Drug Eluting Stent Mechanisms

The artery is expected to undergo a process similar to wound healing after stent implantation, characterized by inflammation, cell proliferation and remodeling8. Contradictory complications arise due to many reasons, for one, when the stent is perceived as foreign, an adverse physiological response is triggered instead9. The incompatibility is characterized by blood clotting and activation of smooth muscle cells (SMCs) that proliferate/migrate to the site to form neointimal hyperplasia (NIH), also known as restenosis (Fig 3). 

Figure 3: Separate illustrations of the incompatible clinical reactions triggered by the stent in the artery, A) blood coagulation on the stent B) SMC proliferation in the arterial wall. Image from reference 9.

In the mechanism of action with drug eluting stents (DES) an antiproliferative drug is released post-stent implantation to prevent restenosis. Structurally, DES is composed of a metallic stent backbone, and a drug carrier in the form of stent polymer coating that releases antiproliferative drugs (blue dots, Video 2).

                                             Video 2: The animated mechanism of action of DES preventing restenosis for stent compliance in the artery.

First-Generation Stent Concerns:

In 2006, the safety of first generation drug eluting stents (Gen1-DES) were a cause for concern, due to increased rates of very late stent thrombosis observed, compared with bare metal stents (BMS)10. Usually after stent implantation, a natural healing response is expected, characterized by endothelial cell formation, while patients are maintained on a regime of anticoagulation therapy for a prescribed period of time, to prevent adverse clotting10. But Gen1-DES, in its overall role, inhibited the physiological vessel healing process as well, leaving struts in direct contact with blood flow. A permanently unhealed vessel wall surface caused further complications over time due to coagulation. As a result, long-term (~12 months) dual antiplatelet therapy (DAPT) was implemented after DES implantation11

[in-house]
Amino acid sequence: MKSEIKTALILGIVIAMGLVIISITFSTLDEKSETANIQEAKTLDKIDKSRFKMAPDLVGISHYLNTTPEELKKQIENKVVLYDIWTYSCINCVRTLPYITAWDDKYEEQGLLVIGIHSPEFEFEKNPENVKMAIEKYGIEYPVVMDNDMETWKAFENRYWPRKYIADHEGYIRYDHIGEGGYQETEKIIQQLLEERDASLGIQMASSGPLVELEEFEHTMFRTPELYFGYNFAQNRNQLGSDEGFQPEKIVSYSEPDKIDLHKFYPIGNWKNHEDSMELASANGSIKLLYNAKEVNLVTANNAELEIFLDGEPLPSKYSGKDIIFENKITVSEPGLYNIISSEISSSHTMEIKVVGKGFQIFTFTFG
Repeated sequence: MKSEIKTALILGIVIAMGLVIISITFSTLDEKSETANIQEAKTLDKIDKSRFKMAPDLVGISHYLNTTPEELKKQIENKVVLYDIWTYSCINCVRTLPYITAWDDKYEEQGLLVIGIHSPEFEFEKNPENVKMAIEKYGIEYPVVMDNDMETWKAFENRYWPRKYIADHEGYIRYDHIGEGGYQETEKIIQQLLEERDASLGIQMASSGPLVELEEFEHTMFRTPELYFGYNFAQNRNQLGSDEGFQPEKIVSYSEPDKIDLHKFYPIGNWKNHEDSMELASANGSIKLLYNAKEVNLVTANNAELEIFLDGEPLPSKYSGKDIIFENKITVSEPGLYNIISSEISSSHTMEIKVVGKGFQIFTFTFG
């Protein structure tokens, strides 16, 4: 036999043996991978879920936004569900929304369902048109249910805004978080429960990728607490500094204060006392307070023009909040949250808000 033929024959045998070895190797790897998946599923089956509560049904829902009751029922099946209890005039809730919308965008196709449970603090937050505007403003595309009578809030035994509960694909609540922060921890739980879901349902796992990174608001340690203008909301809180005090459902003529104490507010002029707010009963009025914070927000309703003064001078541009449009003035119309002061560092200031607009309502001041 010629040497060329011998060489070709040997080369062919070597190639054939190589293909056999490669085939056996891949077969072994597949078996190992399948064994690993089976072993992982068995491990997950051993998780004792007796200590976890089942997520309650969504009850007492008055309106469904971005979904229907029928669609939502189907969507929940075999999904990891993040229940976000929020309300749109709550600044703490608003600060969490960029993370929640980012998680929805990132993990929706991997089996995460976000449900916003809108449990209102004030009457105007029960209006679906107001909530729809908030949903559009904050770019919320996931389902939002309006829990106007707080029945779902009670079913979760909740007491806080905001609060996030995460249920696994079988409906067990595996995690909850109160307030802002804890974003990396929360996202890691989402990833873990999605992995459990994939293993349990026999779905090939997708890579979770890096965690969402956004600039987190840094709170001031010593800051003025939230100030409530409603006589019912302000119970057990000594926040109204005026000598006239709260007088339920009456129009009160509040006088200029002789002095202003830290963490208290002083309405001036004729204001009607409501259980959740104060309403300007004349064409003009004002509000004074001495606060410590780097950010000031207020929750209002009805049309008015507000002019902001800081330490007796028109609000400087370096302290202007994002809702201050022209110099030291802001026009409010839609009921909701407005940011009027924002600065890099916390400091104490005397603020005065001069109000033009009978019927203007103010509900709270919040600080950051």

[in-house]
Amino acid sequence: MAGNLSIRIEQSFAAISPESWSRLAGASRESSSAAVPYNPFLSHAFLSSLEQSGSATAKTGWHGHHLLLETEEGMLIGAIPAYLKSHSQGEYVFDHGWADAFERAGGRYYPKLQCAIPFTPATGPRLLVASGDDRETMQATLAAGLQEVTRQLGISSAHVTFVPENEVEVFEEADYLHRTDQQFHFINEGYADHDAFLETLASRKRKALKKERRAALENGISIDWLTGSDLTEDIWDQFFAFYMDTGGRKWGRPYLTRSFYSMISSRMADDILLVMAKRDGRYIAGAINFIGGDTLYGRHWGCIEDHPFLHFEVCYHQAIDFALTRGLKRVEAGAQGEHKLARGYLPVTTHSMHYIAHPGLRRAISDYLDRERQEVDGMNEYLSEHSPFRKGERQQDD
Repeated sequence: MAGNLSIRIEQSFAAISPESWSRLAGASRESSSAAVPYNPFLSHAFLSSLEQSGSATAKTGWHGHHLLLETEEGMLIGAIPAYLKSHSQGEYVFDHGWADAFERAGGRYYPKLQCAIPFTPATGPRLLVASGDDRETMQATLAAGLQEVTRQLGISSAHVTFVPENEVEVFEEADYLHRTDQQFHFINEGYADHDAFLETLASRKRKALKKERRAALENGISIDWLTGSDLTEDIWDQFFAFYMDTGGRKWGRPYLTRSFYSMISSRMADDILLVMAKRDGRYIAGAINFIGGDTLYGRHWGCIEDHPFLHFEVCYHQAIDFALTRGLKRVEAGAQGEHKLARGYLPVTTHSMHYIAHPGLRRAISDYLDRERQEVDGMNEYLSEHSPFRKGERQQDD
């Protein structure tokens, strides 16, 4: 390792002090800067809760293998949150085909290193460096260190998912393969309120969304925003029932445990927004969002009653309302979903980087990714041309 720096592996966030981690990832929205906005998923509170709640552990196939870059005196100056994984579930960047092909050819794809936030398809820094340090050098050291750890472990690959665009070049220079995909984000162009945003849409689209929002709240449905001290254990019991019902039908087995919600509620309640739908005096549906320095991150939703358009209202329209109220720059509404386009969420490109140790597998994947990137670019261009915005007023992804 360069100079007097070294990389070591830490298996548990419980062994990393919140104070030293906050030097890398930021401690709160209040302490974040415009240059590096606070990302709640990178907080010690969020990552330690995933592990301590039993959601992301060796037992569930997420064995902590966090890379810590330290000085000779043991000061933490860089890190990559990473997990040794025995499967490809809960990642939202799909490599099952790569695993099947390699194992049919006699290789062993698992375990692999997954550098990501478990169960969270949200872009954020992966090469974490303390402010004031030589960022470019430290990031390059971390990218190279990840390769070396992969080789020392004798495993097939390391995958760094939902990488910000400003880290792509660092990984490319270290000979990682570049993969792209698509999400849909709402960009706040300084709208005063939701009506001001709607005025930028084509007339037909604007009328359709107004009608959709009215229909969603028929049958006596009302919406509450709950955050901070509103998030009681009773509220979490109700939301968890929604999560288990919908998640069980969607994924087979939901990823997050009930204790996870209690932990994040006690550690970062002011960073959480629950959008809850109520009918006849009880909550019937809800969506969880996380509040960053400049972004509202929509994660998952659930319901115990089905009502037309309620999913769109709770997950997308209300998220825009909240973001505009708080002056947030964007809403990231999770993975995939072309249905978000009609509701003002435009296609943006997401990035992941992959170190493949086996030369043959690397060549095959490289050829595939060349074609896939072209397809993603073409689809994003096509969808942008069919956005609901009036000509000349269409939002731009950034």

First-generation BMS were mainly limited by restenosis, addressed by first-generation DES, although the latter were limited by late stent thrombosis due to a delayed healing response (Fig 4)12,13. New generation DES developed since, have addressed this issue meaningfully to improve the safety and efficacy of DES therapy6.

Figure 4: First-generation stent problems: A) restenosis with bare metal stents (BMS), B) drug eluting stents (DES) that address restenosis, resulting in thrombosis due to delayed healing response. Image from reference 12,13.

New Generation Drug Eluting Metallic Stent Technology: 

New generation DES have backbones made of novel metallic alloys including cobalt-chromium and platinum chromium, with thinner struts that favor healing at the site of implantation6,13. Additionally, new DES technologies consist of novel polymeric materials, for controlled release of antiproliferative drugs at the site6. Polymer coatings are redundant after drug release14. New generation DES technologies are therefore composed of biocompatible or biodegradable polymer coatings that dissolve after drug release completion6. Another approach eliminates the polymer coating entirely, forming polymer-free DES to release antiproliferative drugs directly from the stent surface (Fig 5)15.